Infatuated Lillis was told to keep away from lover
Wife killer is jailed for seven years
WIFE-killer Eamonn Lillis was so infatuated with his young lover that gardai warned him to stay away from her while he was on bail awaiting trial.
The revelation came as the 52-year-old TV advertising executive was jailed yesterday for six years and 11 months for the manslaughter of his wife Celine Cawley.
The killer's defence team immediately announced their intention to appeal the length of the sentence -- but not the conviction.
As he settled into his new life behind bars, it was disclosed that his former mistress, Jean Treacy, notified gardai after she spotted Lillis near her home in north county Dublin and at her workplace in the weeks after he killed his wife.
It is understood he was seen in his car there on a number of occasions. Lillis ceased turning up at both locations after he was informed it could be interpreted as a breach of his bail conditions.
The 32-year-old beauty therapist was a key witness for the prosecution in the case and her appearance in court last month provoked huge media interest.
Sentencing Lillis yesterday, Mr Justice Barry White criticised his "offensive behaviour" after killing his wife, and for his actions, which had turned the couple's daughter overnight from a "16-year-old girl to a hardened 17-year-old adult".
After sentencing, Lillis was imprisoned in Wheatfield jail in Dublin, where he was placed in a single cell on a drug-free landing.
The 52-year-old was found guilty last week of the businesswoman's manslaughter after a jury found the State failed to prove intent to murder.
Ms Cawley, a successful advertising producer, died after she and her husband fought at the back of the couple's luxury home in Howth, Co Dublin, on December 15, 2008.
At the Central Criminal Court yesterday, Mr Justice White said Lillis had persisted in his lies to gardai to conceal his own involvement.
"Your behaviour has had a devastating effect on people of all ages, from your father-in-law, who is some 80 years of age, down to your own daughter, who is 17 years of age," the judge said.
With his head held high as he stood in the dock, a weary-looking Lillis did not flinch as he was then led away.
The Cawley family refused to comment on the sentence, but said they greatly missed their sister who was a "dynamic, kind, successful, fun-loving, caring person".
Mr Justice White said he needed to take a number of factors, including the evidence given to the jury, into account when determining the length of the sentence.
"That evidence discloses that, having injured your wife, at least you had the decency to phone the emergency services and, with their assistance, attempt to revive or resuscitate her," he said.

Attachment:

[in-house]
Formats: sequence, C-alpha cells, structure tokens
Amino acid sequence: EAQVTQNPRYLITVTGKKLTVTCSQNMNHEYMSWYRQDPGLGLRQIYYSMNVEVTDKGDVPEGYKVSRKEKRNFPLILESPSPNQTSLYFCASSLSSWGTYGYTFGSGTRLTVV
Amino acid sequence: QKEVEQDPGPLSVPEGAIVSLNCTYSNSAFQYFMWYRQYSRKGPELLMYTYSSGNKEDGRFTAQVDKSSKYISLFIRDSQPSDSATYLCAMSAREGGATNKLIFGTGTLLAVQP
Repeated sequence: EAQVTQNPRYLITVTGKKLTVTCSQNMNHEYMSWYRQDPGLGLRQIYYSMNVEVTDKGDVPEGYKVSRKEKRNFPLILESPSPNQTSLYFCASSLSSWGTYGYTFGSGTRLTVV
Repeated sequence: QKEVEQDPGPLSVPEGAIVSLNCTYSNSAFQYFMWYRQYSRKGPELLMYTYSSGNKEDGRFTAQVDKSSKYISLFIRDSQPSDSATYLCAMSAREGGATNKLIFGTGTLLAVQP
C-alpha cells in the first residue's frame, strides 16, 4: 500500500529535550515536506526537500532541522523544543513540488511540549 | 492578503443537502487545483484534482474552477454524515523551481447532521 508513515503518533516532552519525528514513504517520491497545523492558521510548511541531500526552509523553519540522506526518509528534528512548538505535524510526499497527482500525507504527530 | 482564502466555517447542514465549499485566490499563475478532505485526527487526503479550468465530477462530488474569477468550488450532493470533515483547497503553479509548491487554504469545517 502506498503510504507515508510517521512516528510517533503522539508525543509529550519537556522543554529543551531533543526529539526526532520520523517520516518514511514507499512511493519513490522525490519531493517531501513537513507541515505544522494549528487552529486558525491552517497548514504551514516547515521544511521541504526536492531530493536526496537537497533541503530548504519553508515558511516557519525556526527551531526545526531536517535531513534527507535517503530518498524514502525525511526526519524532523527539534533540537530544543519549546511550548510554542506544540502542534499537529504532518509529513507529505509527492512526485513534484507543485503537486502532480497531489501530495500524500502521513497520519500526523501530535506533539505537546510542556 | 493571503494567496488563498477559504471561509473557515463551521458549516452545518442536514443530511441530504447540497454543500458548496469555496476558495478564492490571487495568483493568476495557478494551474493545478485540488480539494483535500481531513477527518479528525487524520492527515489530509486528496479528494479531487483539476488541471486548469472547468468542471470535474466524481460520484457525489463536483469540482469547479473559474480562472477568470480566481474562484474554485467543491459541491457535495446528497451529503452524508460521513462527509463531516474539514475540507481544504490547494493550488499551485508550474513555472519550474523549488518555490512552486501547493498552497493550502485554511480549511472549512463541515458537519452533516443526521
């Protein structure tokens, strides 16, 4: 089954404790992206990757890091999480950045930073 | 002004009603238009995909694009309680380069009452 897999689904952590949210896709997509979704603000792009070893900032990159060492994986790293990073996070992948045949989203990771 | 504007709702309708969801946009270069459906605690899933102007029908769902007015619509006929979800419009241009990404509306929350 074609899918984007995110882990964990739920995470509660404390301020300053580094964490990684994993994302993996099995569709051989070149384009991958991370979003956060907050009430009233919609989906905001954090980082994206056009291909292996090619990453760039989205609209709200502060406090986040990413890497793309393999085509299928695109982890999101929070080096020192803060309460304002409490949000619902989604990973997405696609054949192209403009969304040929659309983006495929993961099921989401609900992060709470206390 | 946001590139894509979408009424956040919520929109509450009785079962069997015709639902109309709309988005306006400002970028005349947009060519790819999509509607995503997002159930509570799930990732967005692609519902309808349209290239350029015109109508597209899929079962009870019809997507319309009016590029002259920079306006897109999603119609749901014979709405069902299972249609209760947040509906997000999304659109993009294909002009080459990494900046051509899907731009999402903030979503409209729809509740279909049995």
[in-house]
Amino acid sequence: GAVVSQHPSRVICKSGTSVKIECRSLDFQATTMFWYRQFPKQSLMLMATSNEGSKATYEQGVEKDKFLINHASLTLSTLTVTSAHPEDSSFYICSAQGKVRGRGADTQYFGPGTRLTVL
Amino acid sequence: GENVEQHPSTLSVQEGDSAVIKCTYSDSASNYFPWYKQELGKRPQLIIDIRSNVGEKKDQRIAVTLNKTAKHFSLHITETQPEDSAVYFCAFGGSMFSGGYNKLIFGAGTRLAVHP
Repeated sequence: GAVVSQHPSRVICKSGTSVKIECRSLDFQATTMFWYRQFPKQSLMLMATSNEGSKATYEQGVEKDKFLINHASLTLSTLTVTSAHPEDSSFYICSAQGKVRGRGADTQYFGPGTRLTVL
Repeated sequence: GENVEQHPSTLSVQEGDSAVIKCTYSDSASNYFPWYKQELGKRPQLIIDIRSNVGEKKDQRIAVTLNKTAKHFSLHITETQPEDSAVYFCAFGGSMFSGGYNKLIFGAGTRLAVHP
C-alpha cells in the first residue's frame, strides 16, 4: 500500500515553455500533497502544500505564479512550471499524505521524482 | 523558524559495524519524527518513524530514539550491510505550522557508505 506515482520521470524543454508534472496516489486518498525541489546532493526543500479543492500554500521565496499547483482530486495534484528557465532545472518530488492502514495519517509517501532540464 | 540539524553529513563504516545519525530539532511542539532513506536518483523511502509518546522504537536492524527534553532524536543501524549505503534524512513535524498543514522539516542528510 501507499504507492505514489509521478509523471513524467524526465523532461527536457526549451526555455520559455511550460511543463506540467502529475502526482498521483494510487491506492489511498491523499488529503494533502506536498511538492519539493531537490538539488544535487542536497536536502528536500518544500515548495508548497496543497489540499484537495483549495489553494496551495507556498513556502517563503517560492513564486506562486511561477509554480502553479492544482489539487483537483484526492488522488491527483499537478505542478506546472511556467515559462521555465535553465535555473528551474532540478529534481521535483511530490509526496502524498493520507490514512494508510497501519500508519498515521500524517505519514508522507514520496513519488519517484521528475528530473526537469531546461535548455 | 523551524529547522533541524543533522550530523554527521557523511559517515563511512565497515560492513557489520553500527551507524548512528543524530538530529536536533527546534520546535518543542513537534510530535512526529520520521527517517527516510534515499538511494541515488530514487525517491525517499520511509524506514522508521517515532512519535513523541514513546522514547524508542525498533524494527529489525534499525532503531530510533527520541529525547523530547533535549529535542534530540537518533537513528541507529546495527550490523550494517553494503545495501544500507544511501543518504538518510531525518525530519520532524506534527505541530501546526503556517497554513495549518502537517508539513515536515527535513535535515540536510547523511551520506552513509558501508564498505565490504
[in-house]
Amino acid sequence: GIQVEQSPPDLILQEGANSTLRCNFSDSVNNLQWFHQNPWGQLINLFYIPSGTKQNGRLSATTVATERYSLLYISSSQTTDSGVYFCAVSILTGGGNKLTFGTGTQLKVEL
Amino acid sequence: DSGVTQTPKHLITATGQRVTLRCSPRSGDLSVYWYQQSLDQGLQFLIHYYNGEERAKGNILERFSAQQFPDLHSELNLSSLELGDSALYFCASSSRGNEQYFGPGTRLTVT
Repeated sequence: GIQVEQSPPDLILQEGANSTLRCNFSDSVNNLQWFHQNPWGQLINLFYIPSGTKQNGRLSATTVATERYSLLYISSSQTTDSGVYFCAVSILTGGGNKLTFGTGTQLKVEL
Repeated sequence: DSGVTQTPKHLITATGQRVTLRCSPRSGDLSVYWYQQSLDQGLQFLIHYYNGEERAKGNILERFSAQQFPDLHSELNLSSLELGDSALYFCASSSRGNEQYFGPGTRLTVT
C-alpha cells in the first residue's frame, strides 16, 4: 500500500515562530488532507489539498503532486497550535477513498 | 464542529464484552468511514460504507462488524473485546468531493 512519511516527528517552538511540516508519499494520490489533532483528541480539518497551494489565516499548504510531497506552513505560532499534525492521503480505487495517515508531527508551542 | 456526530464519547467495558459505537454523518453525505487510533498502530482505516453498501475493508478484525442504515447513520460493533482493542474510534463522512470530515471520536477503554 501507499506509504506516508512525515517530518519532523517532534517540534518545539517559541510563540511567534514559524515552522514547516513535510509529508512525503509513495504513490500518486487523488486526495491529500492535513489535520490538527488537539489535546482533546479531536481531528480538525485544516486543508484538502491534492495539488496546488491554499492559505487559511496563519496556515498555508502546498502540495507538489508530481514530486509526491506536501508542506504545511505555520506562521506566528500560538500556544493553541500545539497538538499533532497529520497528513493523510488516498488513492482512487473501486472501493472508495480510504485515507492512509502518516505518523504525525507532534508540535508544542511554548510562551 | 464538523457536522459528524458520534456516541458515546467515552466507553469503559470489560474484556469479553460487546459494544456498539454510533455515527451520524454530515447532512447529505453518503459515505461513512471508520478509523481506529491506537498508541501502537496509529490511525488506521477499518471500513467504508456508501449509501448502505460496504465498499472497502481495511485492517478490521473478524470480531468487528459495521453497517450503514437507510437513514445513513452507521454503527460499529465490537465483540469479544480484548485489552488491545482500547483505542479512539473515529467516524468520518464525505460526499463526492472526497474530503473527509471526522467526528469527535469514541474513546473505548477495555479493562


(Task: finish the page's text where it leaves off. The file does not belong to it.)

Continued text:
"As far I can see, that is the only decent act, or acts, you did that morning."
He said Lillis had taken the time to change his clothes and hide his bloodstained clothes in a suitcase in the attic.
"You concocted a story of an intruder, with whom you grappled with for your life," he said, adding that the story was designed only to conceal Lillis's own involvement in his wife's death.
"You even went so far as to point the finger of suspicion at an innocent man," said Mr Justice White, referring to the fact that Lillis had given gardai the name of a man he claimed to suspect of being the intruder.
He said Lillis had a number of opportunities to tell the truth but only did so after he was charged and released on bail.
At that point he told his 17-year-old daughter and former lover of the row he had with his wife that morning and that he and Celine had agreed to tell their daughter they had disturbed an intruder in order to explain their injuries.
Mr Justice White said he must take into account the effect his lies had on the Cawley family. "Considering the facts of the case and considering the cover-up, the lies and the deceit that you practised in the immediate aftermath of the death of your wife, it seems to me that, taking into account the offence itself, the appropriate sentence is 10 years."
Mr Justice White said he was conscious the case had attracted considerable media interest.
"On your release from prison, you're likely to still be of interest to the media, I'm taking that into account," he said, adding that he was requesting the media to respect the privacy of the Cawley family.
He said after balancing the gravity of the offence and Lillis's circumstances, he decided that seven years was the approp riate sentence to run from Thursday when he went into custody.
He reduced this by a month when Brendan Grehan, defending, asked him to take into consideration the three weeks his client spent in custody after he was charged.